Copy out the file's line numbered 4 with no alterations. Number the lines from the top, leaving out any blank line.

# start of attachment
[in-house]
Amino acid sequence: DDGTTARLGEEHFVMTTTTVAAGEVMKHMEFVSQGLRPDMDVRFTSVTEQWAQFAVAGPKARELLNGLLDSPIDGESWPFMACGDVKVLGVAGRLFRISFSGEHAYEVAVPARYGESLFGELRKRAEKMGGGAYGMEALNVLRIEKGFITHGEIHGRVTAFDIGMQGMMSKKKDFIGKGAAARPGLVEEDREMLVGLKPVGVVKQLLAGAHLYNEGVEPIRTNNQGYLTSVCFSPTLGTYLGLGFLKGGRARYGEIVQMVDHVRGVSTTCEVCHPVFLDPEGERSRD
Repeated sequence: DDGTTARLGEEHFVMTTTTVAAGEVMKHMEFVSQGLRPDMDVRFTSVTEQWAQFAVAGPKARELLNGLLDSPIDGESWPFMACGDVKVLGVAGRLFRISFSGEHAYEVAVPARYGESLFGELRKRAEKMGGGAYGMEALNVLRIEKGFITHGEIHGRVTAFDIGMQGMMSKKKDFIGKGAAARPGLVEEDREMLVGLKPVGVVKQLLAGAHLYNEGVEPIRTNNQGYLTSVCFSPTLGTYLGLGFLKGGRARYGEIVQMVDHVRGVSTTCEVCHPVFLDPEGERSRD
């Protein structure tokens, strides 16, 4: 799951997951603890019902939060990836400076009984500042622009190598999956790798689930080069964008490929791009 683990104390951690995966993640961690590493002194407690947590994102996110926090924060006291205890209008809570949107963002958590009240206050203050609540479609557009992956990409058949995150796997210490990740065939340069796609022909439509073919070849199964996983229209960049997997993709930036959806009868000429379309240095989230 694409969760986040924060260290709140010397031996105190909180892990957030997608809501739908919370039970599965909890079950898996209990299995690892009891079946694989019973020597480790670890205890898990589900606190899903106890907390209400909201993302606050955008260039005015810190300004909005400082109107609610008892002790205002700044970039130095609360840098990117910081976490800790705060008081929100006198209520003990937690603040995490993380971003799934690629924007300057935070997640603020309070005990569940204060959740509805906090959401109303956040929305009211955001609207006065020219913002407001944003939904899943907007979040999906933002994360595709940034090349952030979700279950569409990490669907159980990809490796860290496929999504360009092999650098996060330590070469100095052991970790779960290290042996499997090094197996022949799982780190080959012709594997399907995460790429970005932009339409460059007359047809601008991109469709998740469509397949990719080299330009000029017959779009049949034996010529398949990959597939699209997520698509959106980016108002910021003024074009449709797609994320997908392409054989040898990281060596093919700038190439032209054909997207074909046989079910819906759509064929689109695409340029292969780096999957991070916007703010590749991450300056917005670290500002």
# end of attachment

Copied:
């Protein structure tokens, strides 16, 4: 799951997951603890019902939060990836400076009984500042622009190598999956790798689930080069964008490929791009 683990104390951690995966993640961690590493002194407690947590994102996110926090924060006291205890209008809570949107963002958590009240206050203050609540479609557009992956990409058949995150796997210490990740065939340069796609022909439509073919070849199964996983229209960049997997993709930036959806009868000429379309240095989230 694409969760986040924060260290709140010397031996105190909180892990957030997608809501739908919370039970599965909890079950898996209990299995690892009891079946694989019973020597480790670890205890898990589900606190899903106890907390209400909201993302606050955008260039005015810190300004909005400082109107609610008892002790205002700044970039130095609360840098990117910081976490800790705060008081929100006198209520003990937690603040995490993380971003799934690629924007300057935070997640603020309070005990569940204060959740509805906090959401109303956040929305009211955001609207006065020219913002407001944003939904899943907007979040999906933002994360595709940034090349952030979700279950569409990490669907159980990809490796860290496929999504360009092999650098996060330590070469100095052991970790779960290290042996499997090094197996022949799982780190080959012709594997399907995460790429970005932009339409460059007359047809601008991109469709998740469509397949990719080299330009000029017959779009049949034996010529398949990959597939699209997520698509959106980016108002910021003024074009449709797609994320997908392409054989040898990281060596093919700038190439032209054909997207074909046989079910819906759509064929689109695409340029292969780096999957991070916007703010590749991450300056917005670290500002």